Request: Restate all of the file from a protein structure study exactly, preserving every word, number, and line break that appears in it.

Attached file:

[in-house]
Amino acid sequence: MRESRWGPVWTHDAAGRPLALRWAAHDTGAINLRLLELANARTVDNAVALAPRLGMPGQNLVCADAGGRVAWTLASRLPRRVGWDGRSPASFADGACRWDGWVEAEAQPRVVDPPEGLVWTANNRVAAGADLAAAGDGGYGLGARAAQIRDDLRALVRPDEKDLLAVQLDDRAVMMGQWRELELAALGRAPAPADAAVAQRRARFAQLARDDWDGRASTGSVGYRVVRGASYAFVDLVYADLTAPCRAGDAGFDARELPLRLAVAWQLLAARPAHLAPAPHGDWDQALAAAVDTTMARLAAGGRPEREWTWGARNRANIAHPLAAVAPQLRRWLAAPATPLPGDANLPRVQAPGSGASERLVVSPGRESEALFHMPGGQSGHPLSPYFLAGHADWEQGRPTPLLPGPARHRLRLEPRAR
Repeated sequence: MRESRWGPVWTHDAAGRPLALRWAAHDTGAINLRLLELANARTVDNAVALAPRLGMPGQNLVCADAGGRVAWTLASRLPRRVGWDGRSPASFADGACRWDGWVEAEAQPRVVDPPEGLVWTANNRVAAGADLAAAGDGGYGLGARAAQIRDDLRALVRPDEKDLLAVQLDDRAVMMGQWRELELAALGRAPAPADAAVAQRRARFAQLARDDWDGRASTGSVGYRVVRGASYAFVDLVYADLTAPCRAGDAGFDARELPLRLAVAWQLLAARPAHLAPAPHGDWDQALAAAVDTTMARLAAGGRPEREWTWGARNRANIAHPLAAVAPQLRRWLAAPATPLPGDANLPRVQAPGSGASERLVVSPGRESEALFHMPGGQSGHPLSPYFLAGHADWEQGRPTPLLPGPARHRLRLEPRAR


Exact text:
[in-house]
Amino acid sequence: MRESRWGPVWTHDAAGRPLALRWAAHDTGAINLRLLELANARTVDNAVALAPRLGMPGQNLVCADAGGRVAWTLASRLPRRVGWDGRSPASFADGACRWDGWVEAEAQPRVVDPPEGLVWTANNRVAAGADLAAAGDGGYGLGARAAQIRDDLRALVRPDEKDLLAVQLDDRAVMMGQWRELELAALGRAPAPADAAVAQRRARFAQLARDDWDGRASTGSVGYRVVRGASYAFVDLVYADLTAPCRAGDAGFDARELPLRLAVAWQLLAARPAHLAPAPHGDWDQALAAAVDTTMARLAAGGRPEREWTWGARNRANIAHPLAAVAPQLRRWLAAPATPLPGDANLPRVQAPGSGASERLVVSPGRESEALFHMPGGQSGHPLSPYFLAGHADWEQGRPTPLLPGPARHRLRLEPRAR
Repeated sequence: MRESRWGPVWTHDAAGRPLALRWAAHDTGAINLRLLELANARTVDNAVALAPRLGMPGQNLVCADAGGRVAWTLASRLPRRVGWDGRSPASFADGACRWDGWVEAEAQPRVVDPPEGLVWTANNRVAAGADLAAAGDGGYGLGARAAQIRDDLRALVRPDEKDLLAVQLDDRAVMMGQWRELELAALGRAPAPADAAVAQRRARFAQLARDDWDGRASTGSVGYRVVRGASYAFVDLVYADLTAPCRAGDAGFDARELPLRLAVAWQLLAARPAHLAPAPHGDWDQALAAAVDTTMARLAAGGRPEREWTWGARNRANIAHPLAAVAPQLRRWLAAPATPLPGDANLPRVQAPGSGASERLVVSPGRESEALFHMPGGQSGHPLSPYFLAGHADWEQGRPTPLLPGPARHRLRLEPRAR